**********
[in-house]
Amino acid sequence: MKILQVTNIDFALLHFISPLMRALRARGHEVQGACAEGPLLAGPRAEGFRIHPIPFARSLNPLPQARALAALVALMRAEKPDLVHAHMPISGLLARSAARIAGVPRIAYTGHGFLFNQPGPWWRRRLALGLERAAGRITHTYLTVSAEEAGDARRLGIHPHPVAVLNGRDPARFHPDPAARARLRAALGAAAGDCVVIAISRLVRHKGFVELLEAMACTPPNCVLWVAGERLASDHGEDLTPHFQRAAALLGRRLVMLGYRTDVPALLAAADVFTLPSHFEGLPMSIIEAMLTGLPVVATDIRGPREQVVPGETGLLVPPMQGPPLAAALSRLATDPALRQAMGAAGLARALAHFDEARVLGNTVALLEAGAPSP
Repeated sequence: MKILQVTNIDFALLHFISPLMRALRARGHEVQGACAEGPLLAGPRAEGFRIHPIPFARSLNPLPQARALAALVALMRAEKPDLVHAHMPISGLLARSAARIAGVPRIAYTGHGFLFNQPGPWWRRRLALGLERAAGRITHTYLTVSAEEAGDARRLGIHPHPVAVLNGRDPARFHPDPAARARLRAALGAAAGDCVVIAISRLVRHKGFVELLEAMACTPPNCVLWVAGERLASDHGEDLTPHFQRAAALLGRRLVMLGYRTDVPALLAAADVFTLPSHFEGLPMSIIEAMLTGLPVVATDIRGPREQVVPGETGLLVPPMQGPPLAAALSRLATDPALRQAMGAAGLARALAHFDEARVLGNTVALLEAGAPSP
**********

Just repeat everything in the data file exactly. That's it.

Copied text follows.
[in-house]
Amino acid sequence: MKILQVTNIDFALLHFISPLMRALRARGHEVQGACAEGPLLAGPRAEGFRIHPIPFARSLNPLPQARALAALVALMRAEKPDLVHAHMPISGLLARSAARIAGVPRIAYTGHGFLFNQPGPWWRRRLALGLERAAGRITHTYLTVSAEEAGDARRLGIHPHPVAVLNGRDPARFHPDPAARARLRAALGAAAGDCVVIAISRLVRHKGFVELLEAMACTPPNCVLWVAGERLASDHGEDLTPHFQRAAALLGRRLVMLGYRTDVPALLAAADVFTLPSHFEGLPMSIIEAMLTGLPVVATDIRGPREQVVPGETGLLVPPMQGPPLAAALSRLATDPALRQAMGAAGLARALAHFDEARVLGNTVALLEAGAPSP
Repeated sequence: MKILQVTNIDFALLHFISPLMRALRARGHEVQGACAEGPLLAGPRAEGFRIHPIPFARSLNPLPQARALAALVALMRAEKPDLVHAHMPISGLLARSAARIAGVPRIAYTGHGFLFNQPGPWWRRRLALGLERAAGRITHTYLTVSAEEAGDARRLGIHPHPVAVLNGRDPARFHPDPAARARLRAALGAAAGDCVVIAISRLVRHKGFVELLEAMACTPPNCVLWVAGERLASDHGEDLTPHFQRAAALLGRRLVMLGYRTDVPALLAAADVFTLPSHFEGLPMSIIEAMLTGLPVVATDIRGPREQVVPGETGLLVPPMQGPPLAAALSRLATDPALRQAMGAAGLARALAHFDEARVLGNTVALLEAGAPSP